There are many bor­der and perime­ter se­cu­rity equip­ment avail­able in the mar­ket, rang­ing from elec­tric fenc­ing or laser fenc­ing to ther­mal cam­eras, sniper de­tec­tion, ground sur­veil­lance radars, in­tru­sion sen­sors, C41 (com­mand, con­trol, com­mu­ni­ca­tions, com­put­ers and In­tel­li­gence) sys­tems, un­der ve­hi­cle sur­veil­lance sys­tems, turn­stiles and re­volv­ing doors, tire killers and more.

With in­fil­tra­tion hap­pen­ing on the stealth, the need for laser fenc­ing and other so­phis­ti­cated fenc­ing along the bor­ders has been felt. The Bor­der Se­cu­rity Force (BSF) is all set to get more teeth to man the 198 km In­dia-Pak­istan in­ter­na­tional bor­der us­ing a newly de­vel­oped tech­nol­ogy that can de­tect in­tru­sions and re­lay in­for­ma­tion im­me­di­ately to the near­est post for ac­tion. De­vel­oped by Delhi-based de­fence IoT firm, CRON Sys­tems, the made-in-In­dia tech­nol­ogy is called Kavach (KVx) se­ries laser walls and is a notch higher than the ex­ist­ing laser walls. The in­tru­sion de­tec­tion sys­tem based on in­frared ar­ray is in­vis­i­ble and more ad­vanced than laser walls.

Laser Fenc­ing

Along the In­dia-Pak­istan bor­der laser fenc­ing is com­ing up in a big way. The laser wall is a mech­a­nism that de­tects ob­jects pass­ing across the line of sight be­tween a laser source and a de­tec­tor, and sets off the alarm if it’s breached. They are equipped with night and fog op­er­abil­ity tools to en­sure func­tion­ing in low vis­i­bil­ity con­di­tions. The laser sen­sors are con­nected through satel­lite-based sig­nal com­mand sys­tem to en­sure re­mote mon­i­tor­ing. Although ex­pen­sive, but it is an ef­fec­tive so­lu­tion to plug the loop­holes and check­mate the en­emy.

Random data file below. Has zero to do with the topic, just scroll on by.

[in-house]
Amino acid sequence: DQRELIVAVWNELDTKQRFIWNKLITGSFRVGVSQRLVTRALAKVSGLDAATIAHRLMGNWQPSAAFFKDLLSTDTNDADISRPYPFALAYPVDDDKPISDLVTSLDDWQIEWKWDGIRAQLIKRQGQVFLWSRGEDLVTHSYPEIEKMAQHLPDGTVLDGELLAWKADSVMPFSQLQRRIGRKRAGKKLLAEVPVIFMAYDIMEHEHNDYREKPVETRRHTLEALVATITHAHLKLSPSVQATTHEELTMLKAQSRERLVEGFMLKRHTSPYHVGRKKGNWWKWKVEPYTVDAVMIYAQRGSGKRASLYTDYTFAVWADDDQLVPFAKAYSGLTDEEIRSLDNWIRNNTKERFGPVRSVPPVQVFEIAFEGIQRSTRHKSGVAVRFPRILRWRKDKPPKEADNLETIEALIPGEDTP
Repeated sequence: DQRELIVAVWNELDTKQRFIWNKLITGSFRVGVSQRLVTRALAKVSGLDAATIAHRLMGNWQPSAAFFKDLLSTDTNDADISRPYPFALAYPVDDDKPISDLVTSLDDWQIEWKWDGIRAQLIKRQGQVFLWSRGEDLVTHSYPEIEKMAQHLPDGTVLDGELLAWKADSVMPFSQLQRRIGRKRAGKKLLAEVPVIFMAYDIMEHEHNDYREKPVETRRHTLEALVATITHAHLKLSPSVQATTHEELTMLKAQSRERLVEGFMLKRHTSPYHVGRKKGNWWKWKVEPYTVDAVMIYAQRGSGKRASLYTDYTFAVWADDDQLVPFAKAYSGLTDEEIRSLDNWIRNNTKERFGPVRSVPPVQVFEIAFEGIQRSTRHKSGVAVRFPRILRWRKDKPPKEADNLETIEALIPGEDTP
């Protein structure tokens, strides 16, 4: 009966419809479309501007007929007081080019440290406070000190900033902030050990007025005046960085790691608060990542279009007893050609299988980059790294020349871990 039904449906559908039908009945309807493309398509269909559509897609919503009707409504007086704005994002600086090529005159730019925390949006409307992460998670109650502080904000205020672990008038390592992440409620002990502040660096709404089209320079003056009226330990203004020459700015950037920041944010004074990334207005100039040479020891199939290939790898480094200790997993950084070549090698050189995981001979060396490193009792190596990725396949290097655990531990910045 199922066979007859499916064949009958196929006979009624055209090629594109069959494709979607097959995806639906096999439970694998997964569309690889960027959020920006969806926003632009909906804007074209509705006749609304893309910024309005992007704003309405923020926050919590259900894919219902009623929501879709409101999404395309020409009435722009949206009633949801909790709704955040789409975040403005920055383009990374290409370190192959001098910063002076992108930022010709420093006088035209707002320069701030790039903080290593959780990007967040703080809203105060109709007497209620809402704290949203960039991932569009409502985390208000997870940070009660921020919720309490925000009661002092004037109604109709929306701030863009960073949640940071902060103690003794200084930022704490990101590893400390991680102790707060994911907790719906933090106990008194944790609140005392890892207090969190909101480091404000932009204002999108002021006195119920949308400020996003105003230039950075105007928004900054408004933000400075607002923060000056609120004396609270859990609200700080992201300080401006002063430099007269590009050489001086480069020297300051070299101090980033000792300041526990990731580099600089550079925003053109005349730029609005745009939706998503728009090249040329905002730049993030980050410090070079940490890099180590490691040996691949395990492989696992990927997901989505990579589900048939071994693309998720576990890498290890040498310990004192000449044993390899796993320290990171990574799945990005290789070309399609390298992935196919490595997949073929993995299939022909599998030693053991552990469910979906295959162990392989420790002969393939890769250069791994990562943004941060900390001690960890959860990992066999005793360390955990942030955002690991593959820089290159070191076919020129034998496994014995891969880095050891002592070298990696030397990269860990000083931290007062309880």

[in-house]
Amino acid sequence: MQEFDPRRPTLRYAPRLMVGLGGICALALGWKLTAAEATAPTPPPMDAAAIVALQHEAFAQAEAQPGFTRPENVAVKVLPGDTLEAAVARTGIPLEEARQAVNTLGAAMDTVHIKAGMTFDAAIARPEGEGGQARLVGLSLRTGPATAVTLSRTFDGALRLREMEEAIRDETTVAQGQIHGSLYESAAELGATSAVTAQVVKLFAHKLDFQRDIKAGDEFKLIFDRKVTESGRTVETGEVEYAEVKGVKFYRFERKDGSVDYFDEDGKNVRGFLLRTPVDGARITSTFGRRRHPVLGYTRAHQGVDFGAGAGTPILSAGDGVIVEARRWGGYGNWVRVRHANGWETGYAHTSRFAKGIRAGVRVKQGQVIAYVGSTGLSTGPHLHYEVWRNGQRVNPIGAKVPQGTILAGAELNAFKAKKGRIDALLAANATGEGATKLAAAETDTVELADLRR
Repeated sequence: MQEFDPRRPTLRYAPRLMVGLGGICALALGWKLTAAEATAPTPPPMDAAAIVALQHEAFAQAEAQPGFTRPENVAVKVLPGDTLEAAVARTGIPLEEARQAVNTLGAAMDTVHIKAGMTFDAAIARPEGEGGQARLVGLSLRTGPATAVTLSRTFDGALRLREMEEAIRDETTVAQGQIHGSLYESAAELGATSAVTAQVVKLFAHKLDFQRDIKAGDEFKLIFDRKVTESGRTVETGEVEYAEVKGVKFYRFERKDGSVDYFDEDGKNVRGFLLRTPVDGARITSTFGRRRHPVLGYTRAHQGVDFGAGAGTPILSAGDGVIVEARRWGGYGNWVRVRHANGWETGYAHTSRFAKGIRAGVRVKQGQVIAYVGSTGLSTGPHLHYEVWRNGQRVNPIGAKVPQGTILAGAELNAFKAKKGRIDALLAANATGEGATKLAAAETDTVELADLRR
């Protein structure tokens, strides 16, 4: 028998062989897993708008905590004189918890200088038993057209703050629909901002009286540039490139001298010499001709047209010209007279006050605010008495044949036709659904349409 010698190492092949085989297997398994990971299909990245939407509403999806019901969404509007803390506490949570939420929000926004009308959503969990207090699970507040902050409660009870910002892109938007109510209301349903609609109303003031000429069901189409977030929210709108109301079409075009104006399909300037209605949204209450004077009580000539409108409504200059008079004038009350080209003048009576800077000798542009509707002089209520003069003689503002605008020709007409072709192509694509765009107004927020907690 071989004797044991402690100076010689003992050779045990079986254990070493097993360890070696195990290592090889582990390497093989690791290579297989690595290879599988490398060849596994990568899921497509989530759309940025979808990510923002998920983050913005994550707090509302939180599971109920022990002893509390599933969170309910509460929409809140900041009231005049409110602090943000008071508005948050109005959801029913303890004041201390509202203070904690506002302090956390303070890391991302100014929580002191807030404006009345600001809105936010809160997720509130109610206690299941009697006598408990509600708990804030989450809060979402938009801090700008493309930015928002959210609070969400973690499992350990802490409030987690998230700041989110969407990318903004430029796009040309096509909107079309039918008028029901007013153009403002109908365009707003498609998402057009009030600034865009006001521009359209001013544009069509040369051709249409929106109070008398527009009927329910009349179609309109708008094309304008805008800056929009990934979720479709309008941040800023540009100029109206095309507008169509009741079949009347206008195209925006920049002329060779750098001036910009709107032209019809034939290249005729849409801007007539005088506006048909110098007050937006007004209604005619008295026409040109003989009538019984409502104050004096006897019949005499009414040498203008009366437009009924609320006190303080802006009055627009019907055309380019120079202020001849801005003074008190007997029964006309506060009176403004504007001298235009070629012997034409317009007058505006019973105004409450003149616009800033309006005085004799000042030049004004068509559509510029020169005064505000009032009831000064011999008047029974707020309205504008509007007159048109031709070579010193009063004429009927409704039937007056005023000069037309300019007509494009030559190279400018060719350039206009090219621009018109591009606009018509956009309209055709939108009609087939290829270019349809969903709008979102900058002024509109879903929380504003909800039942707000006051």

Is­raeli Tech­nolo­gies to the Fore

In­dia is also seek­ing tech­nolo­gies from Is­rael which has highly so­phis­ti­cated bor­der se­cu­rity sys­tem on the bor­der out­posts in Gaza. The se­cu­rity sys­tem in­cludes high-qual­ity long-range day cam­eras along with night ob­ser­va­tion sys­tems em­ploy­ing third gen­er­a­tion ther­mal imagers. Is­rael has ex­pressed will­ing­ness to share with In­dia its tech­nol­ogy for bor­der pro­tec­tion. The Is­raeli bor­der fenc­ing along West Bank, Gaza and Egypt also con­sists of lat­ticed steel, topped and edged with ra­zor wire, ex­tend­ing at least two me­tres be­low ground and in some sec­tions reach­ing seven me­tres above the ground. Ditches and ob­ser­va­tion posts with cam­eras and an­ten­nae line the route. In an elec­tronic fence, an elec­tronic pulse runs through the fence, set­ting off an alarm on con­tact that will al­low se­cu­rity guards to lo­cate the ex­act spot of at­tempted in­fil­tra­tion.

Op­ti­cal Sur­veil­lance

This is one of the old­est sur­veil­lance tech­nolo­gies around mainly made up of night vi­sion, tele­scopes, binoc­u­lars and spot­ting scopes.

Night Vi­sion: A night vi­sion de­vice (NVD) is an op­ti­cal in­stru­ment that al­lows im­ages to be pro­duced in ul­tralow lev­els of light vir­tu­ally ap­proach­ing to­tal dark­ness. They are most of­ten used by in­ves­ti­ga­tions agents, the mil­i­tary and law en­force­ment agen­cies, but are also used by civil­ians like hunters and wildlife pho­tog­ra­phers. Night vi­sion de­vices were first used in World War II and the tech­nol­ogy has evolved greatly since then, lead­ing to sev­eral “gen­er­a­tions” of night vi­sion equip­ment with per­for­mance in­creas­ing and price de­creas­ing.

Spot­ting Scopes and Binoc­u­lars:

Although ev­ery­one is fa­mil­iar with binoc­u­lars, spot­ting scopes are less known. Spot­ting scopes are gen­er­ally a sin­gle scope, or monoc­u­lar with a greater mag­ni­fi­ca­tions and are gen­er­ally used by in­ves­ti­ga­tors and na­ture watch­ers.